Mark Daigle: Yield maintenance in this kind of a rate environment, which is unprecedented, is something that everybody has to focus on. There aren’t many fixed-rate loans anymore, as customers put re-pricing pressure on you simply because there’s an alternative to refinance as rates drop. Despite that, we’ve done very well in Nevada. One of our challenges is growth management with respect to the customer base and also in finding appropriate, affordable real estate for new branch locations. Part of that is also the staff retention and development issue. Iif you want to go find good bankers, you have to take them from another bank. We’re also faced with an ever-changing regulatory environment. Banks received new powers through the Gramm-Leach-Blilely Act of 1999, and as soon as those new powers and authorities were there, people started whittling away at them again and tried to take some of those opportunities back away from the banking industry.
Brennan: So how do you manage your business if you’re at the mercy of the federal government and the interest rates?
Hulin: You probably retire. (General laughter)
Interest Rates and the Economy
Brennan: Any other comments on the interest rates – any predictions?
Guedry: Eventually, they’ll go up. That seems like a safe prediction.
Gaynor: Well, I predicted rates would go up at last year’s roundtable.
Daigle: At our last roundtable, we all felt it would be difficult for rates to go much further down, yet look where we are today. Rates are already so low, it’s hard for banks to pass much of a rate benefit out into the market. After the last few cuts, banks are becoming more disciplined in maintaining floors and in variable-rate loan pricing, more disciplined in enforcing prepayment penalties, simply because we don’t have a choice anymore. The margins have gotten too thin – the rates have gotten too low.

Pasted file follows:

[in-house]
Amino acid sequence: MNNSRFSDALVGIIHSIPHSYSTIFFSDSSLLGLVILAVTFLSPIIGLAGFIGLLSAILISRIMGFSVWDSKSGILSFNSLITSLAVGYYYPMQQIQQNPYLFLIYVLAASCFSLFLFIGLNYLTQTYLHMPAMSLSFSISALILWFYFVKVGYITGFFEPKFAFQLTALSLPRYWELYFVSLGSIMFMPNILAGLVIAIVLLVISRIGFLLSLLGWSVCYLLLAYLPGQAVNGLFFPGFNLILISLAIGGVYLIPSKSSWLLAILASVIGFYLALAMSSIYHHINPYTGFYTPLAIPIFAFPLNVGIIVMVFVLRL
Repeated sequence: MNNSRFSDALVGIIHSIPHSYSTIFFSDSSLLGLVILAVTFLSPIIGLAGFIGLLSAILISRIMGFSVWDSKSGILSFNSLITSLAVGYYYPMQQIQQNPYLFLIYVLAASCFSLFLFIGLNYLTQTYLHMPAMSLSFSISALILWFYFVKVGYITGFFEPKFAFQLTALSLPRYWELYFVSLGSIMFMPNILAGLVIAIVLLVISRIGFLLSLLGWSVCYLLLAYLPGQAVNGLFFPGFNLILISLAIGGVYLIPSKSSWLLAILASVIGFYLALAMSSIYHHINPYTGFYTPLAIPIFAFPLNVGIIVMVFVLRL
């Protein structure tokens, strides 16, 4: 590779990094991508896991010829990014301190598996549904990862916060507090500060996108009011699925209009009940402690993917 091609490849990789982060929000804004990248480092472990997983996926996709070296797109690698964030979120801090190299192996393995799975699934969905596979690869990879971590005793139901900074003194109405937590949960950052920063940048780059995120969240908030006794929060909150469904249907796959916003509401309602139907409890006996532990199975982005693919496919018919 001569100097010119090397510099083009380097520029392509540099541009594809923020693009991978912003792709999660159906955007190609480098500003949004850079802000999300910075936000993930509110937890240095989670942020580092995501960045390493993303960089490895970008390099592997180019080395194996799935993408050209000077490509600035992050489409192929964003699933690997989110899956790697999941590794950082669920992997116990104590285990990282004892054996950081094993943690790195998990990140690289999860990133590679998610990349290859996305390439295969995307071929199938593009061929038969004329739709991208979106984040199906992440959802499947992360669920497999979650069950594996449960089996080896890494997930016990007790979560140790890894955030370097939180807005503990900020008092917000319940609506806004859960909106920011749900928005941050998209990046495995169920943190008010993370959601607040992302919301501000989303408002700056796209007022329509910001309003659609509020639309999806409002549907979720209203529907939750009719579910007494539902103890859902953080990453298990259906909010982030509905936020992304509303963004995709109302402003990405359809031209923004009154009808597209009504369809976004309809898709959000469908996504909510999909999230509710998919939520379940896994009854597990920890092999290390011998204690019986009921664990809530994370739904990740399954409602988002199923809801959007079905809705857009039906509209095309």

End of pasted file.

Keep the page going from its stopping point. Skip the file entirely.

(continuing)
Hulin: They need people to start investing in capital equipment and in longer-term assets. Cutting the prime rate does nothing for that. The businessman is not going to make those long-term decisions based on short-term interest rates.
Gaynor: If they do that, it will change the unemployment situation. We’re sitting at about 6.1 percent [unemployment] right now, and that’s a huge number. The more we invest in capital, put into business, into inventory and expansion, the better off the job market will be. The feel of the market is that the second half of this year should be better than the first half. What’s going to trigger that is investment. There’s a lot of pent-up demand in the stock market right now – a lot of money sitting on the sidelines waiting. So you’re seeing some things that may signify the start of a recovery. I don’t know that we’ve made the turn, but we’re certainly into the turn.